The European Automobile Manufacturers’ Association (ACEA) is calling for EU negotiators to pay close attention to regulations on new car type approval, with concerns that the UK introducing its own system could cause issues across the whole of the motor industry.
The big worry is that cars approved in the UK will no longer be eligible for sale in mainland Europe, and likewise EU-approved cars in the UK. Currently, the European Union has an approval system that allows cars approved by national bodies within the Union to be sold anywhere within it. Now the ACEA is pleading for the UK and EU to mutually recognise each other’s vehicle approvals after Brexit. For that to happen though, the UK would need to maintain all EU legislation regarding car production.
'It is essential that manufacturers can maintain valid type approvals in both the EU and the UK as of 30 March 2019, no matter where the approval was issued,' said ACEA secretary general, Erik Jonnaert. 'We are therefore calling on the European Commission to clarify how existing approvals can be transferred from an EU27 authority to the UK, and the other way round.'
The UK's commitment to maintain 2021 EU targets regarding CO2 emissions also remains a potential stumbling block. Currently, the EU tracks CO2 data from all newly produced cars in the Union, but when Britain leaves, it will no longer fall under that rule, nor will it have to meet the targets.
'Excluding UK data from the CO2 calculations would leave very limited time for the industry to readjust compliance strategies for reaching the stringent 2021 targets,' said Jonnaert, insisting that the ACEA wants Britain to maintain the current system, even after Brexit.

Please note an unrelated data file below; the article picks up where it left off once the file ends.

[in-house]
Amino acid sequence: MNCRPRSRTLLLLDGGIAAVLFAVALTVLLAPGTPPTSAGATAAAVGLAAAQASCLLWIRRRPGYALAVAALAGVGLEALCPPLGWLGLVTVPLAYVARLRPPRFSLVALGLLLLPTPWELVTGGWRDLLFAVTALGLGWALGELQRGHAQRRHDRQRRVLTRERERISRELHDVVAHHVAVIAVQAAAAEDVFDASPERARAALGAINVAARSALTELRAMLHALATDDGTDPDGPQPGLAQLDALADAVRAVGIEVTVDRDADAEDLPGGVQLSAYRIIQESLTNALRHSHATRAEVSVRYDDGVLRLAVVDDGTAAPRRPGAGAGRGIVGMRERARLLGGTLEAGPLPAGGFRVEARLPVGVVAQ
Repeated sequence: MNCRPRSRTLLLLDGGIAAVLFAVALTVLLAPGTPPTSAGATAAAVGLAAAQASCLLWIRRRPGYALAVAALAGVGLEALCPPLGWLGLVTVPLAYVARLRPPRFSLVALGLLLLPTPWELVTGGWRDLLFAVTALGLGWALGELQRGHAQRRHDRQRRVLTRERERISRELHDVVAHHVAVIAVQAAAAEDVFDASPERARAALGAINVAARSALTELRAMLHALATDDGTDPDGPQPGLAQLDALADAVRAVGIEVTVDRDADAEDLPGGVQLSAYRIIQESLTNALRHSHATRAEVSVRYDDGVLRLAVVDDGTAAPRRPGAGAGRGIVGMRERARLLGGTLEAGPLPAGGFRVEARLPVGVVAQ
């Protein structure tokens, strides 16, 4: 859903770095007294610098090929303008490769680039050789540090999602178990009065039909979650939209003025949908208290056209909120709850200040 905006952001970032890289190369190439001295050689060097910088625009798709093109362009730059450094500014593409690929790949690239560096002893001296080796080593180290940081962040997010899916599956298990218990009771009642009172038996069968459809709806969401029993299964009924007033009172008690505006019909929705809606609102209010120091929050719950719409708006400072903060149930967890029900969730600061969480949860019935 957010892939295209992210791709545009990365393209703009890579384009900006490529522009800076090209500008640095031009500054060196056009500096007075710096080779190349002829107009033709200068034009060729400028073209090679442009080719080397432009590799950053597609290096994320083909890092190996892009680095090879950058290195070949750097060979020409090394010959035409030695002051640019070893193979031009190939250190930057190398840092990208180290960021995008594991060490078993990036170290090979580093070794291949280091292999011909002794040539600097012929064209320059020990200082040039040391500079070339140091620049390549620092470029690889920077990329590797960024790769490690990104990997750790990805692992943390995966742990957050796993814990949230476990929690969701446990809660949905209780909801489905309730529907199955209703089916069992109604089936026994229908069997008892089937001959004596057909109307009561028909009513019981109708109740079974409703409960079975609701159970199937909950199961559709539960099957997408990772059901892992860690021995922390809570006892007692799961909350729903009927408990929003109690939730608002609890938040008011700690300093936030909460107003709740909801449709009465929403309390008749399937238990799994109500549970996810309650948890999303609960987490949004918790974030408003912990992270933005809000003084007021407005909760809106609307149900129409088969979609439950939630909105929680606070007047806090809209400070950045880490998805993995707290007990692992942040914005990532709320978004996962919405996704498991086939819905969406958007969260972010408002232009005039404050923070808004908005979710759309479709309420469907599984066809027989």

It's not just automotive legislation that the ACEA wants to maintain. Currently, the automotive industry works on a ‘just-in-time’ and ‘just-in-sequence’ scheme, and were deliveries to be held up at customs, it could cause not only a delay, but increased costs too.
'The UK deciding to remain in a customs union with the EU would of course be an effective solution to enable frictionless trade in goods between the EU and UK,' Jonnaert explained.
'But, regardless of which Brexit scenario is pursued, it is essential that EU and UK authorities already now start preparing to simplify customs procedures and to reinforce their customs capacity. Otherwise we will see severe land and sea-port congestion at both sides of the Channel once the UK leaves the EU.'
There is also the potential for hefty tariffs to be placed on vehicles, such as 10 percent for cars, and between 10-22 percent on commercial vehicles.